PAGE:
Run Boulder inside your organization?


#1

I work for a large company with a mature PKI program and we are evaluating new solutions to issue and manage SSL certificates inside our company. The services and software that the LetsEncrypt community have built are nothing short of amazing!

We are considering running our own Boulder instances to issue and manage tens of thousands of privately trusted SSL certificates.

I have seen many users talk running their own Boulder instances in these forums. Do you run Boulder for your organization? If so, how’s it working for you?

Thank you


Running Boulder in production
#2

Hi @urandom,

I’m always interested to hear about people outside of Let’s Encrypt using Boulder. It’s great! Please open issues as you bump into things that might be broken/confusing :slight_smile:

We’ve been approached in the past by folks wanting to use Boulder for their own internal PKI and my advice at the time has been to skip Boulder and use cfssl & its HTTP API directly. Did you consider that option as well? I would be interested in your thoughts.

Boulder uses cfssl internally, and much of the code (& complexity!) that we build on top is focused on the needs of a CA for the web PKI with subscribers and relying parties outside of our organization. It’s certainly possible to make Boulder work in a private PKI but when you have more control of the endpoints, domains, and relying parties I suspect it’s easier to skip Boulder/ACME entirely and use cfssl.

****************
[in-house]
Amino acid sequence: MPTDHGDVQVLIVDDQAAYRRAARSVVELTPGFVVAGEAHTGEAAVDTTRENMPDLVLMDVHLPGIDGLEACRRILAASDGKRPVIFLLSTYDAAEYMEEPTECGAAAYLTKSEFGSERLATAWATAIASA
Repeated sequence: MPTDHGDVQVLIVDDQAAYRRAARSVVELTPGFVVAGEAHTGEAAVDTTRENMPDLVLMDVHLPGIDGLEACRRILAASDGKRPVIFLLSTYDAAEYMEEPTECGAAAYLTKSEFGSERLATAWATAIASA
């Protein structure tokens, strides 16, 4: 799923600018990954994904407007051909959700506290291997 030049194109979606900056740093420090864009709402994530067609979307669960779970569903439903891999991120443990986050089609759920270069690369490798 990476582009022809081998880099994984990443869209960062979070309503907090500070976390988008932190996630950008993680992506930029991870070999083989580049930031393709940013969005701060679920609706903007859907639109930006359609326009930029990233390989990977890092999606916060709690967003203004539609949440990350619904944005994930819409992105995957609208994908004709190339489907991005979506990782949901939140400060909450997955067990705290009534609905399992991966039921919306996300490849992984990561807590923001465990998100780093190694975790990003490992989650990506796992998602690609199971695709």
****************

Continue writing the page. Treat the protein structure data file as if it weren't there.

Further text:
#3

Hi @urandom,

Thanks for the high praise! I’m curious: What method does your internal PKI use to validate hostnames? As I’m sure you’re aware, Boulder uses a Domain Validation process specified in ACME in order to verify control of a hostname before issuing a certificate. Like all Domain Validation methods, it’s vulnerable to DNS spoofing and MITM attacks. This is a necessary tradeoff on the public Internet, but depending on your intranet setup you may have a more reliable way of proving domain control.

Thanks,
Jacob


#4

Hi,

While my team manages hundreds of thousands of private certificates for other purposes, our current SSL certificate service is not great. It was recently inherited from another group and is basically:

  1. Subscribers read some documentation and follow steps to generate a CSR
  2. Subscribers then fill out an online request form and paste that CSR into it
  3. My team reviews the request manually. Our current “Domain Validation” process is to check that the subscriber’s billing code matches the related billing code in the company’s DNS system.
  4. My team then submits the request to the appropriate CA and issues a certificate.
  5. We email the certificate back to to the subscriber along with documentation on how to install and configure it.
  6. The subscribers ignore the documentation, frequently configure TLS incorrectly, and often come back to us for support.

We see two classes of SSL certificate subscribers in our company:

  1. Those that run on permanent servers (conventional platforms) and need a tool to manage certs